It’s time to go back and revisit those old short stories and novels you wrote years ago and tucked away. Did you print them as hard copies, stick them in an envelope, and place them on the back of the shelf? Or, did you remove them from your hard drive and place them on a memory stick to save space? It’s a cinch they weren’t half bad. I’m betting your terrible is another man’s “kinda good”. So, if there’s a glimmer of worth to them, why not freshen them up for 2018?
Let’s say your old novel was three quarters complete, but you couldn’t figure out where you’d take it. How about someplace new and different? If it started out as a romance why not make it dark by turning your love interest into an obsessed stalker? Instead of trying to figure out if he loves her, your heroine, using everything that was already in your old story, has to figure out if he wants her dead.
Hmmm, mysteries and thrillers aren’t your style. It’s okay to stick with the romance angle. What matters is you have the bones of a story which would take you weeks to flesh out or recreate. Renew, restore, and revive that story to fit today’s lifestyle.
How? As you read through it, edit out cliches and staid phrasing. Change the conversation to show what we’d say or do in 2018? Get rid of anything outdated and replace it with today’s political games, technology advances, murders, scandals, and reality t.v. nonsense.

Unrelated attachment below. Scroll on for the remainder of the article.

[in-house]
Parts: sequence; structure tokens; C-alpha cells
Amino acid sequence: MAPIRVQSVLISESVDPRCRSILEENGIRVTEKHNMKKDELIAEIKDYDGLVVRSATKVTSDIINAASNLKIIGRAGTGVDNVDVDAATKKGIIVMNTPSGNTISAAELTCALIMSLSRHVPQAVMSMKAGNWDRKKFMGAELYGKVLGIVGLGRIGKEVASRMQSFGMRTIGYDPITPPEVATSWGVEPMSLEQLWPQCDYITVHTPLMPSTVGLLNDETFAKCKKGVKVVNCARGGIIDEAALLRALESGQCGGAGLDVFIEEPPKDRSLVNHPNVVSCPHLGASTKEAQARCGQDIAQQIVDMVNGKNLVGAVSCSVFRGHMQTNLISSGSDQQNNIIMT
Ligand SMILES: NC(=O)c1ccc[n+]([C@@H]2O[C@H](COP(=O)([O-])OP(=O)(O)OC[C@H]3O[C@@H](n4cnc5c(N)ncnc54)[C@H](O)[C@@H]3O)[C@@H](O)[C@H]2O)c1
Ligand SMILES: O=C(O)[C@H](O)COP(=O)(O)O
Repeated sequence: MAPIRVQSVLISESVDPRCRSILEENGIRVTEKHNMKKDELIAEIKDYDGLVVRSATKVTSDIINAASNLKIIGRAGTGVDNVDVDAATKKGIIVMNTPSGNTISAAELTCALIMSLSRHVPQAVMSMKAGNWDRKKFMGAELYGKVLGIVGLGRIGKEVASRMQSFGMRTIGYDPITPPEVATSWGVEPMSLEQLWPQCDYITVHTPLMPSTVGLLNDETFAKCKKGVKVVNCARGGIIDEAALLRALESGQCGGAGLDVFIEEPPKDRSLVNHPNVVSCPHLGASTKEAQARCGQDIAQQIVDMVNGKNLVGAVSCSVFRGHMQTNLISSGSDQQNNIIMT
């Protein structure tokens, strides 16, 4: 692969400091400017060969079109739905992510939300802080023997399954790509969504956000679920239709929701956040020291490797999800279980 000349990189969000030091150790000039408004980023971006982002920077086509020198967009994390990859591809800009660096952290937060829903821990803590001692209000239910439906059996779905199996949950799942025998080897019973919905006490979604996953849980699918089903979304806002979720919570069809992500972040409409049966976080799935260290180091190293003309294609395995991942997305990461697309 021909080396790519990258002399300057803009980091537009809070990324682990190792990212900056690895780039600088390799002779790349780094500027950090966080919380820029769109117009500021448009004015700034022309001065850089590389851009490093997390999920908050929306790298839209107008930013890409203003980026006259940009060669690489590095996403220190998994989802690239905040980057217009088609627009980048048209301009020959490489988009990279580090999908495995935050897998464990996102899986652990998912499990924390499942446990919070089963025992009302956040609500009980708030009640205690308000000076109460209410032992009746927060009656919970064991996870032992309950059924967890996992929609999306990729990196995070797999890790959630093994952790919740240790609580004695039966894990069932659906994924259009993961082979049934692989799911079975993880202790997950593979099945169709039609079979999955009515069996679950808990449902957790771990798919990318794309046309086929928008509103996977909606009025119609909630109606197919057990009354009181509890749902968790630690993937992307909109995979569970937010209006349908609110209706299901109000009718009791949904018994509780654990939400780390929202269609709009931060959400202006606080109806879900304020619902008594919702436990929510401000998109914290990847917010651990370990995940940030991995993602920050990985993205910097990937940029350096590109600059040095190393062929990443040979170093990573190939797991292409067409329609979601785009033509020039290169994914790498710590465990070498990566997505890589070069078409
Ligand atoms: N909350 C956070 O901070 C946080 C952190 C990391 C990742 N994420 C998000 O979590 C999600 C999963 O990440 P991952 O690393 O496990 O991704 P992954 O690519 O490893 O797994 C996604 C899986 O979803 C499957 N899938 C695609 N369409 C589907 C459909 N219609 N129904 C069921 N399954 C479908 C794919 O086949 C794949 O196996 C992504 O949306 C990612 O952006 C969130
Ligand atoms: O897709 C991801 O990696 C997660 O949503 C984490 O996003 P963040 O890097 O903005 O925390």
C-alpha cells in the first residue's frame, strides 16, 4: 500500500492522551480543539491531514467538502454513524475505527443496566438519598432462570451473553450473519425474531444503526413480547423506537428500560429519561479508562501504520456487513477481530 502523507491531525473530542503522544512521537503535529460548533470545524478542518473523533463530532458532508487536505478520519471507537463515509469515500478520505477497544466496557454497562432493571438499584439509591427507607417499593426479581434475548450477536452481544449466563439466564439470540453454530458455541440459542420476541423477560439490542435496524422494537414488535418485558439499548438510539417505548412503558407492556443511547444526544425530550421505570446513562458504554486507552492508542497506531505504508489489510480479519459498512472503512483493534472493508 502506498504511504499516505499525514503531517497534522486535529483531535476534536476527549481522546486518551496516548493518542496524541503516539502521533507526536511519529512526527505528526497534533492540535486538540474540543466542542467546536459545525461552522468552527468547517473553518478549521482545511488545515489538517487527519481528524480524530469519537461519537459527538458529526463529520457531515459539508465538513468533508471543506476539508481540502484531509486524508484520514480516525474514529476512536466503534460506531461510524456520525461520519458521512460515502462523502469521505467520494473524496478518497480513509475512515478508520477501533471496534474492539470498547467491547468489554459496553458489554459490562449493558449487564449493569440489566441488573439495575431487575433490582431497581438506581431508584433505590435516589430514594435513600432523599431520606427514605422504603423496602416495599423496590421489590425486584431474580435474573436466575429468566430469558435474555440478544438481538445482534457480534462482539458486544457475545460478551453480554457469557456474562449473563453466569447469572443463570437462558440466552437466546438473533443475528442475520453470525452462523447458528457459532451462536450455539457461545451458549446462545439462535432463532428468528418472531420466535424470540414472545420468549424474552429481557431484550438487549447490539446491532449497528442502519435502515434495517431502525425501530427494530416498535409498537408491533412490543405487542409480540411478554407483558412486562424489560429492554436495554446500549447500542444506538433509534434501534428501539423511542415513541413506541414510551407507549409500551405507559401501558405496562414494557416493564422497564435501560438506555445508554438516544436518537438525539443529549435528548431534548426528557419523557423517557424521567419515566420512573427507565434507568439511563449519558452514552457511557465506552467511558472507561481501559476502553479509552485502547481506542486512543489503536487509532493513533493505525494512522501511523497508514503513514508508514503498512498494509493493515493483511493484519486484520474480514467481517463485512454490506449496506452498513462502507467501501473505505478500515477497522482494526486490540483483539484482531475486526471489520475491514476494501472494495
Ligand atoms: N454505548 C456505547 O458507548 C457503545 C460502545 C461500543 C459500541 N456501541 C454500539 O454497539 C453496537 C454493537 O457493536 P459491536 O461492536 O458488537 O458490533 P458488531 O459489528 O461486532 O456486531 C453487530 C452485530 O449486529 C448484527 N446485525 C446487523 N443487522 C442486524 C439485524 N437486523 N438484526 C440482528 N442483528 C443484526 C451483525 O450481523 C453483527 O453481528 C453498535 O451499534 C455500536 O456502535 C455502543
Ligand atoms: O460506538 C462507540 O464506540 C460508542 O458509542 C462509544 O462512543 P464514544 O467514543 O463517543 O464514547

Where does the action take place? Have you traveled since writing the old tale? Place the action in that new locale? You always said you’d put it in a story one day. Make today the day. Play up the beauty of the scenery and what it felt like driving along the coast. Were you on a motorcycle? How would that have played out with someone chasing you at high speeds?
Were buildings knocked down or destroyed where you live? How did you and your community feel? Describe those feelings and make your efforts to save the structure a new part of your old story. Let it impact the character and add to his conflict.
Don’t hang on to old pages and chapters which aren’t relevant even if you love the way you turned a phrase or made the words flow. It’s difficult to destroy your words, because they cost you dearly, but more than likely, new, more effective words will spring up in you with way less effort as you write from this place of new vitality. That’s the beauty of being an artist.
Your old writings have sat on the shelf long enough. Now, as you read them with a fresh eye, you see how to make them relevant for this current time. Turn that glimmer into glitter and that glitter into gold. Get excited about what you will produce! And guess what? You’re the only one who knows you wrote those pieces ten, fifteen years ago.